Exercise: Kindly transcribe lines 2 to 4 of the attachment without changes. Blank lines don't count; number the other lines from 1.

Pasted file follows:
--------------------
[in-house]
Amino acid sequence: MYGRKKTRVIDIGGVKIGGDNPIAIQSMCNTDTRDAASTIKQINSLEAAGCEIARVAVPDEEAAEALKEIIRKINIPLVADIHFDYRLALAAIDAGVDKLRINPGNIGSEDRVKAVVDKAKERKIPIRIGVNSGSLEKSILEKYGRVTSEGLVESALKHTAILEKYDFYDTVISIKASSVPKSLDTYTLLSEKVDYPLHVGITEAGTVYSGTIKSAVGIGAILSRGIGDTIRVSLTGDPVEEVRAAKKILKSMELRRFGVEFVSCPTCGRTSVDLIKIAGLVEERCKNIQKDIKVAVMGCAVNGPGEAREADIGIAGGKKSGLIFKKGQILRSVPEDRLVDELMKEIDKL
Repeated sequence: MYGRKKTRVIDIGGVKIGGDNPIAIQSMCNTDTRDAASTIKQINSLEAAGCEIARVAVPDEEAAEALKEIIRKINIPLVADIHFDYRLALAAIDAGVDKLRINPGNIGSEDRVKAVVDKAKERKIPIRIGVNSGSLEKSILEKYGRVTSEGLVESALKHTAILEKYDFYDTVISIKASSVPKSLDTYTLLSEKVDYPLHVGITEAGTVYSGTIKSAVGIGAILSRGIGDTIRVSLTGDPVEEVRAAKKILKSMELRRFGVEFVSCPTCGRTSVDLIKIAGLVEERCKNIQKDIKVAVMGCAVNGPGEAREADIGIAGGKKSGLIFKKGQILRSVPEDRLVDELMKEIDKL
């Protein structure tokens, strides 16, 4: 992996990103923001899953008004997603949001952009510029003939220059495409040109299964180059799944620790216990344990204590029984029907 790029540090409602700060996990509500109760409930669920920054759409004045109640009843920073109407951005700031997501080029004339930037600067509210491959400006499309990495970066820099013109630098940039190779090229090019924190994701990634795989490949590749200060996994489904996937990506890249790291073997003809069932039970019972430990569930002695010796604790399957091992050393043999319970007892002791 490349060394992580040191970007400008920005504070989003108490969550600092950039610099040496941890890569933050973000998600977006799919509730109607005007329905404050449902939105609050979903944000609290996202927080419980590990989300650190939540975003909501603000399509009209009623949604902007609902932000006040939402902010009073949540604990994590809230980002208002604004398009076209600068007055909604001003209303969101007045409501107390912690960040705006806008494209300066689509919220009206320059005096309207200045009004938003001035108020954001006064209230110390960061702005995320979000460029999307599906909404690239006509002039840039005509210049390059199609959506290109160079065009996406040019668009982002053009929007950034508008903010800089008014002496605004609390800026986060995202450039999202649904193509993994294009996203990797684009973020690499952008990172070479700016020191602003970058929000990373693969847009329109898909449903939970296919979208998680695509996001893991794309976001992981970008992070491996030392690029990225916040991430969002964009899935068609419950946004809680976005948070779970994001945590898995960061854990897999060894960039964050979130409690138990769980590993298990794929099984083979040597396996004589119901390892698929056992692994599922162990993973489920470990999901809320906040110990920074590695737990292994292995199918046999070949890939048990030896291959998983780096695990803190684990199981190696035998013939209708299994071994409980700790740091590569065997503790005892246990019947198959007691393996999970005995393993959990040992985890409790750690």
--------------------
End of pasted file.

Amino acid sequence: MYGRKKTRVIDIGGVKIGGDNPIAIQSMCNTDTRDAASTIKQINSLEAAGCEIARVAVPDEEAAEALKEIIRKINIPLVADIHFDYRLALAAIDAGVDKLRINPGNIGSEDRVKAVVDKAKERKIPIRIGVNSGSLEKSILEKYGRVTSEGLVESALKHTAILEKYDFYDTVISIKASSVPKSLDTYTLLSEKVDYPLHVGITEAGTVYSGTIKSAVGIGAILSRGIGDTIRVSLTGDPVEEVRAAKKILKSMELRRFGVEFVSCPTCGRTSVDLIKIAGLVEERCKNIQKDIKVAVMGCAVNGPGEAREADIGIAGGKKSGLIFKKGQILRSVPEDRLVDELMKEIDKL
Repeated sequence: MYGRKKTRVIDIGGVKIGGDNPIAIQSMCNTDTRDAASTIKQINSLEAAGCEIARVAVPDEEAAEALKEIIRKINIPLVADIHFDYRLALAAIDAGVDKLRINPGNIGSEDRVKAVVDKAKERKIPIRIGVNSGSLEKSILEKYGRVTSEGLVESALKHTAILEKYDFYDTVISIKASSVPKSLDTYTLLSEKVDYPLHVGITEAGTVYSGTIKSAVGIGAILSRGIGDTIRVSLTGDPVEEVRAAKKILKSMELRRFGVEFVSCPTCGRTSVDLIKIAGLVEERCKNIQKDIKVAVMGCAVNGPGEAREADIGIAGGKKSGLIFKKGQILRSVPEDRLVDELMKEIDKL
């Protein structure tokens, strides 16, 4: 992996990103923001899953008004997603949001952009510029003939220059495409040109299964180059799944620790216990344990204590029984029907 790029540090409602700060996990509500109760409930669920920054759409004045109640009843920073109407951005700031997501080029004339930037600067509210491959400006499309990495970066820099013109630098940039190779090229090019924190994701990634795989490949590749200060996994489904996937990506890249790291073997003809069932039970019972430990569930002695010796604790399957091992050393043999319970007892002791 490349060394992580040191970007400008920005504070989003108490969550600092950039610099040496941890890569933050973000998600977006799919509730109607005007329905404050449902939105609050979903944000609290996202927080419980590990989300650190939540975003909501603000399509009209009623949604902007609902932000006040939402902010009073949540604990994590809230980002208002604004398009076209600068007055909604001003209303969101007045409501107390912690960040705006806008494209300066689509919220009206320059005096309207200045009004938003001035108020954001006064209230110390960061702005995320979000460029999307599906909404690239006509002039840039005509210049390059199609959506290109160079065009996406040019668009982002053009929007950034508008903010800089008014002496605004609390800026986060995202450039999202649904193509993994294009996203990797684009973020690499952008990172070479700016020191602003970058929000990373693969847009329109898909449903939970296919979208998680695509996001893991794309976001992981970008992070491996030392690029990225916040991430969002964009899935068609419950946004809680976005948070779970994001945590898995960061854990897999060894960039964050979130409690138990769980590993298990794929099984083979040597396996004589119901390892698929056992692994599922162990993973489920470990999901809320906040110990920074590695737990292994292995199918046999070949890939048990030896291959998983780096695990803190684990199981190696035998013939209708299994071994409980700790740091590569065997503790005892246990019947198959007691393996999970005995393993959990040992985890409790750690």